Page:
Specifically speaking to the wall mount realm, Kari Morales, route manager for Alpha Amusements, explained that interactivity goes a long way toward success. “It looks like a giant iPhone,” Morales said of the Ecast EQ. “The top part is where you would put posted ads and interactive games. The Jumbli game is on Times Square also, so you are playing with people all over the world.”
Additionally, Wiffiti messaging service allows users to ping different jukeboxes around the corner or around the globe. Similarly, Eye-fi chips in certain locations allow patrons to take photos of whatever is going on and it will show up on the jukebox. So it seems the epicenter of the original social media defines its role in the 21st century.

The Problem of Progression

Location owners cannot afford to love the new jukebox technology, solely for technology’s sake; it is up to coin-op operators to use the benefits of this technology to help owners avoid common pitfalls.
“We are getting more and more of our locations to get rid of their other forms of music just because they have to pay ASCAP licensing, whereas with the jukebox those fees are included in the 20 percent that goes to the provider,” explained Bryan Scopel, president at Alpha Amusements.
Circone expanded on this idea, and said, “the digital jukebox, positioned right with the ubiquity of song selection, will always outperform the CD jukebox. You are allowing democratization—all the power to be in the hands of the consumer.”
Maas said, “One of the biggest challenges generally in our industry is the proliferation of new options for entertainment, whether you’re talking about games on iPads or iPods for music. It brings a new dimension of options for us to continue to differentiate the pay option of the digital jukebox to bring value.”
Maas explained that even with the inundation of aspiring artists and well-known bands for little or no cost on the internet, jukeboxes can still have a major role in helping customers hone in on their new favorite tune.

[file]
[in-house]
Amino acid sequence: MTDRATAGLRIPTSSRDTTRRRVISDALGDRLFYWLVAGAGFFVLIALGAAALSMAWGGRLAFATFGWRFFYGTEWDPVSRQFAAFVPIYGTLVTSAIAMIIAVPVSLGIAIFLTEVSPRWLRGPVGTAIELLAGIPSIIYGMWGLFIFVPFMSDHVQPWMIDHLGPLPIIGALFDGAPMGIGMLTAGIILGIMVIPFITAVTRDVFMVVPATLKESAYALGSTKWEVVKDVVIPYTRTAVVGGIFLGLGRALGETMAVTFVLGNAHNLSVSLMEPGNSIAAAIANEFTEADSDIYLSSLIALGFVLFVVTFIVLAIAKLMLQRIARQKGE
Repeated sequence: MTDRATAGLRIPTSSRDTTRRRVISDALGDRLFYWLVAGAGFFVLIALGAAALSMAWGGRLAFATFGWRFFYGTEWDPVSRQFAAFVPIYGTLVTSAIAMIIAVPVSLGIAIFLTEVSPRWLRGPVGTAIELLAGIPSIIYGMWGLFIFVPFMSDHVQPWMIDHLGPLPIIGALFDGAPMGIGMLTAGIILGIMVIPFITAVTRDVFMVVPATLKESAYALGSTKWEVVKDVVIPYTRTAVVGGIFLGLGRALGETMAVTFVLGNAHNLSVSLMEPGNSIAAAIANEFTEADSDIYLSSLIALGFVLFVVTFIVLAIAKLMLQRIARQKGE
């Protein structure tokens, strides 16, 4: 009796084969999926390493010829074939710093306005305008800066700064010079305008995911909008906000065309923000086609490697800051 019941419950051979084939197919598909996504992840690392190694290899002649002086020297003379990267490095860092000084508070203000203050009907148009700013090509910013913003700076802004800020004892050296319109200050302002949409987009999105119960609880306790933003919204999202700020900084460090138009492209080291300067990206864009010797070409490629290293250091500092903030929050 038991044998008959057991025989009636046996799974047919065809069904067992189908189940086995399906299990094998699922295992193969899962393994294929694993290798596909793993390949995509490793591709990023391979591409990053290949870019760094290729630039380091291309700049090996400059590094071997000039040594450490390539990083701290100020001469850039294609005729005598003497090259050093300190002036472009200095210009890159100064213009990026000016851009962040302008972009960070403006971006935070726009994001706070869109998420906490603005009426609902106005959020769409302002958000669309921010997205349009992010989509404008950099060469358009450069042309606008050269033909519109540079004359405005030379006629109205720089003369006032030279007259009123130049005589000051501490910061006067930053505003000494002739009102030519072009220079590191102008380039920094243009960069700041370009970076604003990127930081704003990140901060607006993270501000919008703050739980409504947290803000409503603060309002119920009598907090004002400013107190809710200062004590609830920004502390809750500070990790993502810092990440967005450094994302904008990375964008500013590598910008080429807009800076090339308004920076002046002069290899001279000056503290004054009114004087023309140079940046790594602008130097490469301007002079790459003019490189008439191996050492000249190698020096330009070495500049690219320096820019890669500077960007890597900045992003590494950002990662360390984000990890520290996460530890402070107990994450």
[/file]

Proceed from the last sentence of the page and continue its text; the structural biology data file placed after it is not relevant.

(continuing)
“Though there is a proliferation of wave access music, we provide a huge catalog but with extremely easy ways of accessing that,” Maas said. “We present music based on what’s popular on that particular jukebox; we present music selections based on other things that you have purchased. There are lots of ways to find interesting things that you wouldn’t normally find otherwise. Properly done, jukebox is a very seamless environment where the internet is not always so easy [to find what you’re looking for].”
Jerry Scopel explained how troubleshooting with a location can be a boon for jukebox sales. One example he cited was a pool hall that was playing “good music” in the background. Despite having a digital jukebox, the sales were not that great. They instructed the location that the background music was possibly interfering with their number of plays. “The GM said [to his staff] shut this music off and put lousy music on,” said Scopel said. “The next collection went up over 300 percent. It’s kind of like the location can’t lose; it just depends on how much they want to earn.”
Coin-op operators and locations alike should consider the momentum created by promotions. AMI announced in March an app called Toast that the company is launching across its network in partnership with Bud Light.
“For a small fee, you can have the jukebox create a custom toast for your friend, where you tell the machine a few attributes about the person, and it creates a 90-second tribute with the Bud Light voices,” Maas explained.
Whether it is with national brands or local entities, it seems that any promotions are good promotions. “You don’t necessarily need to be doing Bud Light specifically. If the operators can get into the promotions themselves it makes a huge difference,” he said.
Maas urged operators to keep current, explaining that “there is a difference between the latest and greatest machines with large screens versus what was out five or six years ago.”
Circone challenged coin-op operators, and said, “create a mutiny in your own business, and by that I mean don’t start the day out with equipment moves and, ‘I’ve got a new location set’ and ‘I’m down 20 percent.’ We get so caught up in operational logistics, we forget what we sell in the coin-op business: they are tiny excursions. We are inexpensive Disney.”